The Big Picture in Handwriting
Whenever I write a personality report for a sample of handwriting I find that it’s very easy to get caught up in trivialities.
It’s so easy to get side tracked by one or two interesting signs and then forget to focus on the main issue – the big picture.
It’s easy to get lost because there are so many facets to personality and so many signs in handwriting.
This is a serious problem because it can unbalance the whole analysis. If you put too much emphasis on trivialities you end up with a completely distorted report. Or even worse – a chaotic report!
I recognized this problem early on in my graphology career and realized that I would have to devise a system that would enable me to produce a more accurate report.
It seemed to me that the difficulty lay with a confusion of priorities – in short, an inability to see the big picture.
The Big Picture Secret: Dominant Trends
You will see the big picture more easily when you focus on the dominant trends or main priorities in handwriting- the important landmarks that stand out.
This, in fact, is an important part of my course where creating the big picture is a priority. After that the details easily fall into their logical places.
Major signposts in handwriting point to important behavioural trends. It is useless looking for the little signs and ignoring the major issues. And yet there are so many who do just that.
They look at a letter and immediately give it a meaning without even considering the huge personality problem hovering like a giant shadow in the background. This is the type of graphology that I have never been able to subscribe to.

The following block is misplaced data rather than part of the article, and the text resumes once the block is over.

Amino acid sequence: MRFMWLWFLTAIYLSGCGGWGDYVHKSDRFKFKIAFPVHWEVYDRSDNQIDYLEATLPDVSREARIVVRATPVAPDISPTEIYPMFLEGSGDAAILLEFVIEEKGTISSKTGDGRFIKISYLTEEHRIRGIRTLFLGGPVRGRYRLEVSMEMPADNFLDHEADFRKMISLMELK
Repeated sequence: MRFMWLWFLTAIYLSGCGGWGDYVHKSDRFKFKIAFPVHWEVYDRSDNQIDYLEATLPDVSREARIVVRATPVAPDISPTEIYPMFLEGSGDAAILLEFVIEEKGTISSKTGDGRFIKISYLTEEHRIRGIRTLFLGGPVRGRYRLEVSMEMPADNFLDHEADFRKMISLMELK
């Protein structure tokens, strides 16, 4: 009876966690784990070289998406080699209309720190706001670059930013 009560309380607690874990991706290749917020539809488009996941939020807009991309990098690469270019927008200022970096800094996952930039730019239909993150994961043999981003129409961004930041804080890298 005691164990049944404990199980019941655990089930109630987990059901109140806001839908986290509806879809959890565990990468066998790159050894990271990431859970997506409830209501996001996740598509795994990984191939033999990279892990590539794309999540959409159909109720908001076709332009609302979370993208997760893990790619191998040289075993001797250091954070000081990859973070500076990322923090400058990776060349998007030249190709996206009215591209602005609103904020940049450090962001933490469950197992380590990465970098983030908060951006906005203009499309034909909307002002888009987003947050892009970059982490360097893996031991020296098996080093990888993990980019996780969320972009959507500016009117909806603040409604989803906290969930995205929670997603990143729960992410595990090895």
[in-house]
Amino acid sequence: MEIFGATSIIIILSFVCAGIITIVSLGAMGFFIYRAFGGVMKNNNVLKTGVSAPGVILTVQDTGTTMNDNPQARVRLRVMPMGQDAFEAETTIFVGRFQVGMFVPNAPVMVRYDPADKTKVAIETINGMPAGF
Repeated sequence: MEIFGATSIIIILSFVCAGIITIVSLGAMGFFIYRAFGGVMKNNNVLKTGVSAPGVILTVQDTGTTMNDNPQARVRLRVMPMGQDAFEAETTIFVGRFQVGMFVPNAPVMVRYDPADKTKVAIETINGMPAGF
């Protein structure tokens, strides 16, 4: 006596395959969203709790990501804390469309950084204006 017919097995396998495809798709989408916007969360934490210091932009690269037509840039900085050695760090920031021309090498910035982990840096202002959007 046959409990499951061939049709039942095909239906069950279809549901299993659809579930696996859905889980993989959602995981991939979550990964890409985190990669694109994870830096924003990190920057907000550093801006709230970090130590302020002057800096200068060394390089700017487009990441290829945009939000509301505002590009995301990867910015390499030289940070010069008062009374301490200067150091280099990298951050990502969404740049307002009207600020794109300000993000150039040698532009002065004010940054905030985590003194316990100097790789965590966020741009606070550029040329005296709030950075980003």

So I try to bring out priorities first. Let me give you an example.
Take a look at this handwriting
Some time ago I received the handwriting of a woman that was penned in such a fanciful style with little many embellishments, circular i-dots and inflations that it looked like one of those old illuminated manuscripts from long ago.
Now when you receive a handwriting like this and when the first thing that strikes you is the fancy style it’s useless to study the little individual strokes when the main big picture shouts at you!
If the overriding impression is the ornamentation of the handwriting it has to be considered first. It’s an important sign.
When you give due recognition to this then all the other little indications will slip into context and fall into their rightful place.
This is what I understand by the term “holistic graphology” – where the little signs contribute to the whole picture but do not overshadow it.
The Big Picture Combined with a Plan
When you analyze handwriting with the big picture in mind and combine this with a logical plan, you will find that your handwriting report will have all the important priorities of the writer’s personality in place.
Not only will the report fall into place quickly and be much easier to write; but more importantly, it will be a more meaningful and more accurate portrait of the writer.